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April 1966

De Humani Corporis Fabrica.*

Arch Intern Med. 1966;117(4):592-594. doi:10.1001/archinte.1966.03870100120030

There is a third class of men in the profession to whom books are dearer than to teachers or practitioners, a small silent band but in reality the leaven of the whole lump. The profane call them bibliomaniacs and in truth they are at times irresponsible and do not always know the difference between meum and tuum.

William Osler, "Books and Men."1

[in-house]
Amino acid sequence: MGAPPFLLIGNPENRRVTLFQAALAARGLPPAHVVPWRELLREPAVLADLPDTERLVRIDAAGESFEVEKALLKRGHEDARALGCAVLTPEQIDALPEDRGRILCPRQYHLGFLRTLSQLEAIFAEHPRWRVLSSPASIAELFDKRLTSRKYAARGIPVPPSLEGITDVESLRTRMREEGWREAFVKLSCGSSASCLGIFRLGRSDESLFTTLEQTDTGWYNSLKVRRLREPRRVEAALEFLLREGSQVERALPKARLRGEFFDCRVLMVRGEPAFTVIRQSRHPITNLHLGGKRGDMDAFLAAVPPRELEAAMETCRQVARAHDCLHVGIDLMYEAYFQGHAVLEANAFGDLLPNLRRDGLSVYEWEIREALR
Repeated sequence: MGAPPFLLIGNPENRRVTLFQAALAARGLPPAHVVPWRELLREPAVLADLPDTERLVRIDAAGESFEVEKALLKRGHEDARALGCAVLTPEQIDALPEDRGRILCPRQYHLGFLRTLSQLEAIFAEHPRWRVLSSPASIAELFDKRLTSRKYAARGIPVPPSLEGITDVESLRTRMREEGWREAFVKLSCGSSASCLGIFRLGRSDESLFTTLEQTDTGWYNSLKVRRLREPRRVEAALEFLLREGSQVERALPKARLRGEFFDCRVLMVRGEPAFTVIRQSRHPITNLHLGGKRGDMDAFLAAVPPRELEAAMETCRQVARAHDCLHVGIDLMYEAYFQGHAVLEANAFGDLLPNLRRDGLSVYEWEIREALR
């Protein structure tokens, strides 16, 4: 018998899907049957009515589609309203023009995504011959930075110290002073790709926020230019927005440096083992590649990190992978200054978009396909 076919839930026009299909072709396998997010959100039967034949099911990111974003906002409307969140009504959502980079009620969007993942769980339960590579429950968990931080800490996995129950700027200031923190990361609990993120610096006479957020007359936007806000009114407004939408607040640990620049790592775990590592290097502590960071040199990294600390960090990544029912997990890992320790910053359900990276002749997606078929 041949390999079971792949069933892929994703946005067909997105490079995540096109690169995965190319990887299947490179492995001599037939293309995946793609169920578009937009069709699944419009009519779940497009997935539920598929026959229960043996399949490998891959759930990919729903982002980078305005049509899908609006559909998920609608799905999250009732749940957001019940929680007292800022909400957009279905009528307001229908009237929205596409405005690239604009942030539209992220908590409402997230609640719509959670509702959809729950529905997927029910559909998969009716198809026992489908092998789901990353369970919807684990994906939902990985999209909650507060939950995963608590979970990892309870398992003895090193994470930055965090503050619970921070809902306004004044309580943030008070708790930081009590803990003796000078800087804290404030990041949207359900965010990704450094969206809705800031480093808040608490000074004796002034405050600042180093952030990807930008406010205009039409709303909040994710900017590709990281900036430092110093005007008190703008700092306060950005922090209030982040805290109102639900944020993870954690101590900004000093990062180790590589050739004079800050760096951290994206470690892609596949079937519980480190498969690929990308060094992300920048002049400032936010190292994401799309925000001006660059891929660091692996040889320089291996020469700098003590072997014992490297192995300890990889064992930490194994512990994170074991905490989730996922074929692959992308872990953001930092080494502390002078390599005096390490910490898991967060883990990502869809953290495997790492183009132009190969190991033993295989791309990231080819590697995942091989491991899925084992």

Last year the Bulletin of the Medical Library Association published in two parts a very interesting article by Thomas E. Keys, librarian of the Mayo Clinic, entitled "Sir William Osier and the Medical Library." 2 Mr. Keys relates sympathetically Osler's contributions to medical libraries which were personally observed through his unflagging interest, materially evident by his book contributions, and demonstrated timewise by his becoming President of the Association of Medical Librarians of which this organization is the successor. During his lifetime Osler was continually trying to fill

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